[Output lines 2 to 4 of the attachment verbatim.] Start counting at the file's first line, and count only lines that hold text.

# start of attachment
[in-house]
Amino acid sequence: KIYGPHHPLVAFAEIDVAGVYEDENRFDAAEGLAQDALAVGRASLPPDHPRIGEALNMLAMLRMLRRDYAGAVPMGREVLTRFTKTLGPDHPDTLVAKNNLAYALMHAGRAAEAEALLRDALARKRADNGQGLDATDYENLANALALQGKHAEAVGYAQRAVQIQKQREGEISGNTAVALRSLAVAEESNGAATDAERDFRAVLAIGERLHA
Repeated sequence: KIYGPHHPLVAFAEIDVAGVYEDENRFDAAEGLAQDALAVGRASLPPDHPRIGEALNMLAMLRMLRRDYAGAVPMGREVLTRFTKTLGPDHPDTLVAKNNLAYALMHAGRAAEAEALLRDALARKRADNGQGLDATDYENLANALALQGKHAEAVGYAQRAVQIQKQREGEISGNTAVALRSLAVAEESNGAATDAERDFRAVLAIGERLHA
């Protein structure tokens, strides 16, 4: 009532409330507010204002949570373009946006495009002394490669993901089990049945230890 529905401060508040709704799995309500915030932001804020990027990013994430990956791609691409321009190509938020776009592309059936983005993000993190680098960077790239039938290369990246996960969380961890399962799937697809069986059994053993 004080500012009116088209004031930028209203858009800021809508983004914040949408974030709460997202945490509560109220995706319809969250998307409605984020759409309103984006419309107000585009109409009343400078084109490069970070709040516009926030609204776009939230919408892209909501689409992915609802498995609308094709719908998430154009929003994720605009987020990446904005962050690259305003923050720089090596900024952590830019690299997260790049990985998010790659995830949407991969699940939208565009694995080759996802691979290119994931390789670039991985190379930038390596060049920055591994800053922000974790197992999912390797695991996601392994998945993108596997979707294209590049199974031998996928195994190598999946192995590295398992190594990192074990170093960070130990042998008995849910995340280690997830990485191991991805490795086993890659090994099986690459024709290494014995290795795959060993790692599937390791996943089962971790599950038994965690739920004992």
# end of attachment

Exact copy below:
Amino acid sequence: KIYGPHHPLVAFAEIDVAGVYEDENRFDAAEGLAQDALAVGRASLPPDHPRIGEALNMLAMLRMLRRDYAGAVPMGREVLTRFTKTLGPDHPDTLVAKNNLAYALMHAGRAAEAEALLRDALARKRADNGQGLDATDYENLANALALQGKHAEAVGYAQRAVQIQKQREGEISGNTAVALRSLAVAEESNGAATDAERDFRAVLAIGERLHA
Repeated sequence: KIYGPHHPLVAFAEIDVAGVYEDENRFDAAEGLAQDALAVGRASLPPDHPRIGEALNMLAMLRMLRRDYAGAVPMGREVLTRFTKTLGPDHPDTLVAKNNLAYALMHAGRAAEAEALLRDALARKRADNGQGLDATDYENLANALALQGKHAEAVGYAQRAVQIQKQREGEISGNTAVALRSLAVAEESNGAATDAERDFRAVLAIGERLHA
């Protein structure tokens, strides 16, 4: 009532409330507010204002949570373009946006495009002394490669993901089990049945230890 529905401060508040709704799995309500915030932001804020990027990013994430990956791609691409321009190509938020776009592309059936983005993000993190680098960077790239039938290369990246996960969380961890399962799937697809069986059994053993 004080500012009116088209004031930028209203858009800021809508983004914040949408974030709460997202945490509560109220995706319809969250998307409605984020759409309103984006419309107000585009109409009343400078084109490069970070709040516009926030609204776009939230919408892209909501689409992915609802498995609308094709719908998430154009929003994720605009987020990446904005962050690259305003923050720089090596900024952590830019690299997260790049990985998010790659995830949407991969699940939208565009694995080759996802691979290119994931390789670039991985190379930038390596060049920055591994800053922000974790197992999912390797695991996601392994998945993108596997979707294209590049199974031998996928195994190598999946192995590295398992190594990192074990170093960070130990042998008995849910995340280690997830990485191991991805490795086993890659090994099986690459024709290494014995290795795959060993790692599937390791996943089962971790599950038994965690739920004992």